And here's the book at Goodreads: Mountainfit
"I love the idea that the language of the birds holds secrets, and that if we understood it we would learn a great deal more about our whirling, teeming, extraordinary planet; and about ourselves. The question is, how do we listen, and what secrets do we expect to find?"
Reading it, I thought: Mountainfit, it's also a field guide to listening, to being out there.
The book also made me curious for this place of mountains and birds: the Lake Ånnsjön Bird Observatory. here's a collage from google image, and here are more images from there + here's the link to a bird blog i arrived at, from another visitor who spent 3 weeks at the observatory.
Into the wild...
The book also made me think of the nature books I read in the last year: "Deep Country" - also with a focus on bird watching, and Anne Dillard's Pilgrim at Tinker Creek, more about both in this book blog post: into the wild.
And now, a vast jump - from modern wilderness to classic reads and to the human condition:
The Fiction of Relationships
This week a new literary online course at Coursera: "What is the nature of our relationship to others and the world? How can literature help us see these relationships more clearly?"... The first lectures are online already, and i am excited about this course - make sure to listen to the introduction notes: rather interesting reflection on literature as a study object. Here's more, including a reading list: The Fiction of Relationships.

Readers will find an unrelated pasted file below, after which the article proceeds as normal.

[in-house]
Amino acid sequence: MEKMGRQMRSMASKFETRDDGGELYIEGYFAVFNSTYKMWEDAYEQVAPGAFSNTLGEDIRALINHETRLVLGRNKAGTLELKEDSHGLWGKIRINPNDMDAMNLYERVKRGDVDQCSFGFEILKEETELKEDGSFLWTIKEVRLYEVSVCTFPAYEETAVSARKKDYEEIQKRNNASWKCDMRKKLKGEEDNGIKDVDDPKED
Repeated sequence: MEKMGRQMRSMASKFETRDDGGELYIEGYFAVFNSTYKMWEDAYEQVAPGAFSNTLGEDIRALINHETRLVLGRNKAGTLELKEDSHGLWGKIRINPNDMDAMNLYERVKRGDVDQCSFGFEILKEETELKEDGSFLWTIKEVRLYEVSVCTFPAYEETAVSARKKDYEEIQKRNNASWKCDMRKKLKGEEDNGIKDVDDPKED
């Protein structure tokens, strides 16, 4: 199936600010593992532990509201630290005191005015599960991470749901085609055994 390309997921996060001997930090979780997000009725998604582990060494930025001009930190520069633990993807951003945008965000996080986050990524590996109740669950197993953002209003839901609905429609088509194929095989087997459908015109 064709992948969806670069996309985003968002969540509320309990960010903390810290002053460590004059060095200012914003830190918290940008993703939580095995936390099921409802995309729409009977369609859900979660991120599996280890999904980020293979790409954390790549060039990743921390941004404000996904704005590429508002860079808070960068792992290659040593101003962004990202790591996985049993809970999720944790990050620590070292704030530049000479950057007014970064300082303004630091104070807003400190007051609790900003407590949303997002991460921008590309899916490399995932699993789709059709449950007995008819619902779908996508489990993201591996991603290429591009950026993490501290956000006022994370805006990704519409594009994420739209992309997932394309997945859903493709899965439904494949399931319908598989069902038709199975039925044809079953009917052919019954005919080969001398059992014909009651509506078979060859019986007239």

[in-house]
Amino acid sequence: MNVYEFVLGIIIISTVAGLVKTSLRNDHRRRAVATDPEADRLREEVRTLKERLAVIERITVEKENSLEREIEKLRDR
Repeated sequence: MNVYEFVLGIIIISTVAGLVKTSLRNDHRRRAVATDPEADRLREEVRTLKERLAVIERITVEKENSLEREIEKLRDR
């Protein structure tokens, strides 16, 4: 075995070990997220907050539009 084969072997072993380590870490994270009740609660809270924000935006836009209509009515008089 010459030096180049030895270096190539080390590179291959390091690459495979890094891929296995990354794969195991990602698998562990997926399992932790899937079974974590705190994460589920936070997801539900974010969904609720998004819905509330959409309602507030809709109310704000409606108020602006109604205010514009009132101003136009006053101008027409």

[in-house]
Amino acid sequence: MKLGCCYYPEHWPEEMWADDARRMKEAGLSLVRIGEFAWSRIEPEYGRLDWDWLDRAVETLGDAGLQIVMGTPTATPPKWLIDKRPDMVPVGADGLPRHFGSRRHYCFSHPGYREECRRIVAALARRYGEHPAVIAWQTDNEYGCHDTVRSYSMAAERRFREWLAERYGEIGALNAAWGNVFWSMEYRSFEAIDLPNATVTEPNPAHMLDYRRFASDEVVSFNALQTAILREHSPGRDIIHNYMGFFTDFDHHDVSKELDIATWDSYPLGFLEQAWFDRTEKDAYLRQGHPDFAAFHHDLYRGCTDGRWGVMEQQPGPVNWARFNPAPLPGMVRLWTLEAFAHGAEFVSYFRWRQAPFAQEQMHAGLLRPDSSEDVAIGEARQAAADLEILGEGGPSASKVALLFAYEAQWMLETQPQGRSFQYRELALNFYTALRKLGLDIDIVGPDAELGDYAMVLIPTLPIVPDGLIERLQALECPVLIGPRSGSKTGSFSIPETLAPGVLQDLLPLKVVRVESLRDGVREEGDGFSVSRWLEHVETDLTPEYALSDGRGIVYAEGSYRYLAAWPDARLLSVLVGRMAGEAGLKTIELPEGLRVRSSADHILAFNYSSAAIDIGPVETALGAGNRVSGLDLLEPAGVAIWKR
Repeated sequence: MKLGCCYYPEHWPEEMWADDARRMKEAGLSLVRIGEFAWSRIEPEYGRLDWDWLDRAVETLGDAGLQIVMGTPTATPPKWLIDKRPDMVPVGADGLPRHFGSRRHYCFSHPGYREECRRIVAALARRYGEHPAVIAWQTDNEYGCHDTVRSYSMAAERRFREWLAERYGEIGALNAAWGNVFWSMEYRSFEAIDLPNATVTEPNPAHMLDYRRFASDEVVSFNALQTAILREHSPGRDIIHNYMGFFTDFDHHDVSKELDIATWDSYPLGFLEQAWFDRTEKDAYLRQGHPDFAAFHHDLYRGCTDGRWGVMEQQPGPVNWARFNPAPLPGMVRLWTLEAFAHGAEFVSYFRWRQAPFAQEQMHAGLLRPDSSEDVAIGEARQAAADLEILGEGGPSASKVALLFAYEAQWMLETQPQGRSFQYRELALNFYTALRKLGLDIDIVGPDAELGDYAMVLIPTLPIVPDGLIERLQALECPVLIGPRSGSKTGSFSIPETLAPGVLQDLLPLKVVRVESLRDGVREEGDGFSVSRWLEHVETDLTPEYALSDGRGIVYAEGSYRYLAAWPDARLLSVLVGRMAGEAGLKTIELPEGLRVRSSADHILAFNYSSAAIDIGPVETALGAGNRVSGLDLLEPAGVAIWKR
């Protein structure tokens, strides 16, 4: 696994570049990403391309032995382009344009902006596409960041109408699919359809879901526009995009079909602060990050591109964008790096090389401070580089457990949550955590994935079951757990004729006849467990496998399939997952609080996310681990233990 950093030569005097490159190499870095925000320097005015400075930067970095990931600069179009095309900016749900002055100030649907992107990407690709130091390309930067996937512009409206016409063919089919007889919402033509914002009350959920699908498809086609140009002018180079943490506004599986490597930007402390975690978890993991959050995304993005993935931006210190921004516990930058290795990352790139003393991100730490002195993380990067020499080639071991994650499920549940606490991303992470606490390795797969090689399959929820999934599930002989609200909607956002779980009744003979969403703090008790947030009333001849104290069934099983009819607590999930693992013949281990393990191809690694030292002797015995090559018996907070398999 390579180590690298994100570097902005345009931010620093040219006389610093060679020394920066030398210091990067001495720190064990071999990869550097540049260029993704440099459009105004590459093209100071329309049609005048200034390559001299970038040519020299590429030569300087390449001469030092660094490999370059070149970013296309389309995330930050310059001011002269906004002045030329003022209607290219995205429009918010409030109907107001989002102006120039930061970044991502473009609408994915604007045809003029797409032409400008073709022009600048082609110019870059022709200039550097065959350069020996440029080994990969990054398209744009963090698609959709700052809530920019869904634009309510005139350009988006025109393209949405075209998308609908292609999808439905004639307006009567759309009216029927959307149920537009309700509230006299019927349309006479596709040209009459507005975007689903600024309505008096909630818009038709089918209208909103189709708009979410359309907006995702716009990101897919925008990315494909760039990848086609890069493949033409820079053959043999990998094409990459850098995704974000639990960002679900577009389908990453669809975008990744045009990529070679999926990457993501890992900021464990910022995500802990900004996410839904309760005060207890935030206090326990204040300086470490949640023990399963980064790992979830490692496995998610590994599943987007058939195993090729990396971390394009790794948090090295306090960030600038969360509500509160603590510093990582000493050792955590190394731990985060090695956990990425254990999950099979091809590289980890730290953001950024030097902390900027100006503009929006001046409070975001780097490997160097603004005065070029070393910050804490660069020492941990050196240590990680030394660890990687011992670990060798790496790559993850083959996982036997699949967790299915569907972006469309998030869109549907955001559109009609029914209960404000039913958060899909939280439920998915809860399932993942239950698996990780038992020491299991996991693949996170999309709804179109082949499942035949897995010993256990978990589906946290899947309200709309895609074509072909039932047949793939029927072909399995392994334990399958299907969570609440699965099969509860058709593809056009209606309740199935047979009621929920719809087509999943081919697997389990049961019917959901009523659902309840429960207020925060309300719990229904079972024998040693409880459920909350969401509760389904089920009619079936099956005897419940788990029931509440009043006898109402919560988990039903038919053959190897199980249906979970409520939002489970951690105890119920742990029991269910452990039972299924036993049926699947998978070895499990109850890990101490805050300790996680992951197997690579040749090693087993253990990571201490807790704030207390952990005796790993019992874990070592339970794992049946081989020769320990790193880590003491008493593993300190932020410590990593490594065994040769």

For the course, I am currently reading 2 classics:
- Virginia Woolf's "To the Lighthouse" (I already blogged a bit about it, here: to morrow, to the lighthouse)
- Abbé Prevost "Manon Lescaut" (a novel that was controversial in its time and was banned in France upon publication, yet became very popular. It influenced several operas and ballets, too)
And as a good counterpart, for the Around the World Reading Challenge, I am checking out books from / or set in South Korea. There's a book I read last year, set in Seoul, and an e-book I once downloaded which also happens to be set in South Korea:
- Please Look After Mother by Kyung-Sook Shin
A best seller in Korea — the story of a family’s search for their mother, who goes missing one afternoon amid the crowds of the Seoul Station subway.
- Kimchi with Everything by John Mayston:
The diary of a TEFL teacher who was based in the small town of Kanghwa, South Korea.
More about those, in a seperate post later this month :)
Book Links, Previous Reads & Finding Books
are collected here: bookshelf: currently reading... there also is a visual bookshelf, just click it to get there.
Reading around the world - i really enjoy this literal discovery-tour of the world, and it now made me go and pull some useful links together in a blog post: Finding books by country: helpful links + resources
More monday reads from other bloggers: link list at book journey
And my own book... is Worl(d)s Apart. True.